Wed February 20, 2013
HARBORcenter project passes three key tests
Sabres owner Terry Pegula's ambitious HARBORcenter project in downtown Buffalo received three major votes of approval Tuesday.
Buffalo's Common Council unanimously approved the $2.2 million sale of the Webster Block for the project. Lawmakers voted following a public hearing. Buffalo Mayor Byron Brown said he is "very pleased."
"The footprint did expand a bit and certainly we are very pleased that the Sabres are paying full assessed value for the land that's being purchased," Brown said.
Earlier Tuesday morning, the $172 million mixed-use complex received $36.7 million in tax incentives from the Erie County Industrial Development Agency. That includes $28 million in property tax breaks over the next ten years.
The Erie Canal Harbor Development Corporation also signed off Tuesday on the design of the complex, which is planned for the Webster Block across from First Niagara Center.
Plans for HARBORCenter includes two ice rinks, a 200-room hotel, restaurant and retail space, and a parking garage.
The plan includes provisions for good pay for workers in Sabres facilities, minority and women business opportunities and a boost for the image of the Waterfront with a series of smaller projects underway.
HARBORcenter President Cliff Benson says it's a solid design providing lots of parking for events besides hockey games.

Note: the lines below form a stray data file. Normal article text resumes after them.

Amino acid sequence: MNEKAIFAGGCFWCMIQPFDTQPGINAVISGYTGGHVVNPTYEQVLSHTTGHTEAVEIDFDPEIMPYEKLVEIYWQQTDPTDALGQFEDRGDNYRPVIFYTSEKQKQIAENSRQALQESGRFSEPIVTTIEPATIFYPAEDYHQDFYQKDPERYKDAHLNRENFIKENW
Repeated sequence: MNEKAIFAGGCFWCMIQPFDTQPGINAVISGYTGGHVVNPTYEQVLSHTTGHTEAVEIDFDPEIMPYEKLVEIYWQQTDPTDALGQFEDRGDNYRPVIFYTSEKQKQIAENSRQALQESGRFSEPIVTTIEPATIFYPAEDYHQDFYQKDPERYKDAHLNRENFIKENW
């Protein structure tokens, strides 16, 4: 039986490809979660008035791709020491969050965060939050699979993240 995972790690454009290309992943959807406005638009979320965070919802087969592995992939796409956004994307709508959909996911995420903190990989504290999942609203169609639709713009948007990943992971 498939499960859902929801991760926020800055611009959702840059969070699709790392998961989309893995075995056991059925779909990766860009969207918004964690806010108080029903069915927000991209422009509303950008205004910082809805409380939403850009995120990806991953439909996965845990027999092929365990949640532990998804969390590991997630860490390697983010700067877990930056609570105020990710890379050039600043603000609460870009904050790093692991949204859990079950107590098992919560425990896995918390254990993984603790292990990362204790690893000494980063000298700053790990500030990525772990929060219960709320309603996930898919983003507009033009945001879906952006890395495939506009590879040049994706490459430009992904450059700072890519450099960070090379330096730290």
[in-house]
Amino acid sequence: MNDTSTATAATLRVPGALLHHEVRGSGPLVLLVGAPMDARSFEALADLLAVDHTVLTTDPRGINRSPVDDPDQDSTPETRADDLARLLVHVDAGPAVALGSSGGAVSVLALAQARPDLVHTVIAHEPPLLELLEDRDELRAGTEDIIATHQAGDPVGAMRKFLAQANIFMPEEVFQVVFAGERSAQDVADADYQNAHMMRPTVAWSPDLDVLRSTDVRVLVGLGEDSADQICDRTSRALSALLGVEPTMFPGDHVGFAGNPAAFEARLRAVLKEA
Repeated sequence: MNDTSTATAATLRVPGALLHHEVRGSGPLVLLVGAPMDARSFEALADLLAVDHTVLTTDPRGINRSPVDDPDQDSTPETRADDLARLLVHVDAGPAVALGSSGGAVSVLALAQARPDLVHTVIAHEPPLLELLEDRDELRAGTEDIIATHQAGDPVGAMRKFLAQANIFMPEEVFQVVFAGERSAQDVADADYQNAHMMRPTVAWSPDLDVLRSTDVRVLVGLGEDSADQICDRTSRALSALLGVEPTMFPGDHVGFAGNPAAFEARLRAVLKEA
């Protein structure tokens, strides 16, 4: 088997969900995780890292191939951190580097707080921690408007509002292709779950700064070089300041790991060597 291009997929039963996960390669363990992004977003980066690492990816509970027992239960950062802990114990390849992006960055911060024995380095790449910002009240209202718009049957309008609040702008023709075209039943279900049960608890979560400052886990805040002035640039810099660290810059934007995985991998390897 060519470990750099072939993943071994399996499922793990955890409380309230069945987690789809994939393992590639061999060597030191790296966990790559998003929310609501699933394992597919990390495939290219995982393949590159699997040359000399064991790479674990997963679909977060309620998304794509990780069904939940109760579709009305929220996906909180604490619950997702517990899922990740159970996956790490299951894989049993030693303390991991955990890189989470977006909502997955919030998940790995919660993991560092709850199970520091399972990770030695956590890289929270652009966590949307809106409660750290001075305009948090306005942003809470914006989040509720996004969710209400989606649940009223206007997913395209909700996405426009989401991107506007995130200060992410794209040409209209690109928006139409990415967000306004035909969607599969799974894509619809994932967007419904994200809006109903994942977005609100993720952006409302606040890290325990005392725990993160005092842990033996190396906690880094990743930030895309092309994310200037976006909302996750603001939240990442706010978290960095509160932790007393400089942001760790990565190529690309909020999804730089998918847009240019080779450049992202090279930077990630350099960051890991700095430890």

"What we heard from a lot of constituencies, Erie Canal Harbor Development for one, they desperately need more parking for the events that they want to try to develop right next door. I am mindful of the fact that there is parking down the street," said Benson.
Preservationist Tim Tielman has some strong reservations about the massive size of the building.
"What is essentially a parking ramp being build on Webster," said Tielman. "This Webster block is one of the most historic parts of the city of Buffalo."
Tielman says there will also be traffic problems because of the narrowing of Perry Street and Washington Street for the project.
Fillmore District Common Council member David Franczyk says some citizens are skeptical of that design and are worry about traffic because HARBORcenter will force narrowing of Washington Street and Perry Street.
City officials admit there will be traffic problems but probably no worse than now around a hockey game.
Construction could begin as early as next week with a possible ground breaking on March 1.